You, and your child, are just approaching your child’s lesson.
“Mum, I don’t feel like going to work today.”
You have driven three miles. You have given up `your morning’. You are in a hurry because you have to buy a birthday present for your younger daughter’s best friend. Your daughter has told you what to buy.
“What is the matter? Are you feeling all right?”
Thoughts run through your mind. You know that violations among some Bantu peoples often leads to restitutive and punitive actions. Your mind wanders a little. You could whisper to your son that for intentional injury a double indemnity must often be paid. Was your child trying deliberately to upset you?
Your thoughts flow on as step by step your hands guide your eleven plus candidate to the lessons. You mutter, very quietly, to yourself that for some breaches of conduct an appropriate sacrifice or purification must be performed.
Your son grunts an answer.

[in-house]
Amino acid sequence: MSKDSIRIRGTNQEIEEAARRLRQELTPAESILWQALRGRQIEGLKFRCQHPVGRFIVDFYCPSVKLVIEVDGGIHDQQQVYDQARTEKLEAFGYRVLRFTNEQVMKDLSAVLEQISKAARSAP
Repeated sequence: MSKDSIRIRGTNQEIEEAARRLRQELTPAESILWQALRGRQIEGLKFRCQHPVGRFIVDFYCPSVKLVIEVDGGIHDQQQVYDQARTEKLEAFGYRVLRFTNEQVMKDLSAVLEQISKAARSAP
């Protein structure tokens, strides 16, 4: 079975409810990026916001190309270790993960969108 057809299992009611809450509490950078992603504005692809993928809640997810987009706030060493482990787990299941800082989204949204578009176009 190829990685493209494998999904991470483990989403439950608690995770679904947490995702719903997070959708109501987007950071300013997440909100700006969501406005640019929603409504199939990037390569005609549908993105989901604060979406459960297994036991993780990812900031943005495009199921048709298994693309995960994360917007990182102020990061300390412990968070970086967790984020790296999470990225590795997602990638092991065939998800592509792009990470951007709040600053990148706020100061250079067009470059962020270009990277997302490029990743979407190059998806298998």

There are only a few steps left to go before the two of you reach the lesson. You try again. “Please dear, what is the problem?”
Your much loved son turns to you and, with a twinkle in the eye, says: “Mum you always get wound up. I love my lessons.”
You are now the wronged person. You may feel, fleetingly, that you should apologise to your child. You do not want to react too much but you don’t want to feel pressure every week. You know that in a dispute the wronged party often returns to self-help. Would it make you feel better if you clipped your son around his ear? You know you would NEVER do that that. You do, however, have right on your side. You have some form of legal right towards your child and the eleven plus.
You are the final enforcer in the family.
You are the ultimate regulator of disputes.
It is your inborn duty to protect your child.
You look at your son and smile. “Nice try, love. In to battle now!”